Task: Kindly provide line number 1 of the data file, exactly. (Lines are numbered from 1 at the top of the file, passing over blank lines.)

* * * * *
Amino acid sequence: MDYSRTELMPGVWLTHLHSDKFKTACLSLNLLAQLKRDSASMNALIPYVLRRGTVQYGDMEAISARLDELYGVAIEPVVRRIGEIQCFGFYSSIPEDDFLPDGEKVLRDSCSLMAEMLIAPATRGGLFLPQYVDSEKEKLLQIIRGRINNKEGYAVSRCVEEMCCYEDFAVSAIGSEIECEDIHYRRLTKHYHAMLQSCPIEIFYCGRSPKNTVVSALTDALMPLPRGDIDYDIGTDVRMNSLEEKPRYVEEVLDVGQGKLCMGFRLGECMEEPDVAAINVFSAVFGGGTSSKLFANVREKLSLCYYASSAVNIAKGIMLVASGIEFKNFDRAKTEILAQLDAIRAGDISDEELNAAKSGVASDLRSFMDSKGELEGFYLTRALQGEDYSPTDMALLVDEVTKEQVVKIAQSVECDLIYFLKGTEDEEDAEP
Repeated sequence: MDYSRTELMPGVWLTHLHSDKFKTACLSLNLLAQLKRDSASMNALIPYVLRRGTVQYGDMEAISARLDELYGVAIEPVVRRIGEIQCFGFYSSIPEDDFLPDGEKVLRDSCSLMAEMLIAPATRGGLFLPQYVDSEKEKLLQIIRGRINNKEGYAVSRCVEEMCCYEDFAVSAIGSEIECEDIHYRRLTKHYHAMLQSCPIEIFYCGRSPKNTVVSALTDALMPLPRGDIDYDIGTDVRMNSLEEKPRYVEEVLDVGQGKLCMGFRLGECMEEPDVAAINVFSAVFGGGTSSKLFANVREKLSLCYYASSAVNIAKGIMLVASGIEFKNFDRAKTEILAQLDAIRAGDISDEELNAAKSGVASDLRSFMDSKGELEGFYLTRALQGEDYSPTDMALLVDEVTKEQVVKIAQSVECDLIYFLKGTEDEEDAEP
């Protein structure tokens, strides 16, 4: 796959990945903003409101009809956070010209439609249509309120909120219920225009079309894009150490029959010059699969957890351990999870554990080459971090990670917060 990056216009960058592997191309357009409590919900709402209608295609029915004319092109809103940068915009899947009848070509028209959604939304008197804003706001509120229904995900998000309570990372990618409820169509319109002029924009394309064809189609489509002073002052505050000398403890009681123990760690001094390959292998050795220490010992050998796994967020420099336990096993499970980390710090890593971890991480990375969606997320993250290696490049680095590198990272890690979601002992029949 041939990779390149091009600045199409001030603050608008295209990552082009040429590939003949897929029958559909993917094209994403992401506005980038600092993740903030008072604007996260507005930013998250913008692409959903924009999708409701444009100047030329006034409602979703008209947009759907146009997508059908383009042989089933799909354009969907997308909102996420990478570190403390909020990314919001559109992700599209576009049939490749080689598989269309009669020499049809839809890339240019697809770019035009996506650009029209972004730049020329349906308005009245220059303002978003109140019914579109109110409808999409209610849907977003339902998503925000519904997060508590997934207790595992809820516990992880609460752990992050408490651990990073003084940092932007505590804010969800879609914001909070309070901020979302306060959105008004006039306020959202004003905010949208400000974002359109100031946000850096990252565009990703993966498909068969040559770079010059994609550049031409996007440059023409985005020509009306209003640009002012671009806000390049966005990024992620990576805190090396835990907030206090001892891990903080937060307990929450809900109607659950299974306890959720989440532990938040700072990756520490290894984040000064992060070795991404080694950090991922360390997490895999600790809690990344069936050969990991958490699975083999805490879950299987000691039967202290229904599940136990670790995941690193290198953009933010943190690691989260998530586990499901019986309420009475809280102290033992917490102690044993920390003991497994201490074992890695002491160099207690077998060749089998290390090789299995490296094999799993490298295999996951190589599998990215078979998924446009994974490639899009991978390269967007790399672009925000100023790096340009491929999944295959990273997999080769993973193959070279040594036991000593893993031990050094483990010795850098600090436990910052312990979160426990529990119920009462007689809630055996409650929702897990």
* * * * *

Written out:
Amino acid sequence: MDYSRTELMPGVWLTHLHSDKFKTACLSLNLLAQLKRDSASMNALIPYVLRRGTVQYGDMEAISARLDELYGVAIEPVVRRIGEIQCFGFYSSIPEDDFLPDGEKVLRDSCSLMAEMLIAPATRGGLFLPQYVDSEKEKLLQIIRGRINNKEGYAVSRCVEEMCCYEDFAVSAIGSEIECEDIHYRRLTKHYHAMLQSCPIEIFYCGRSPKNTVVSALTDALMPLPRGDIDYDIGTDVRMNSLEEKPRYVEEVLDVGQGKLCMGFRLGECMEEPDVAAINVFSAVFGGGTSSKLFANVREKLSLCYYASSAVNIAKGIMLVASGIEFKNFDRAKTEILAQLDAIRAGDISDEELNAAKSGVASDLRSFMDSKGELEGFYLTRALQGEDYSPTDMALLVDEVTKEQVVKIAQSVECDLIYFLKGTEDEEDAEP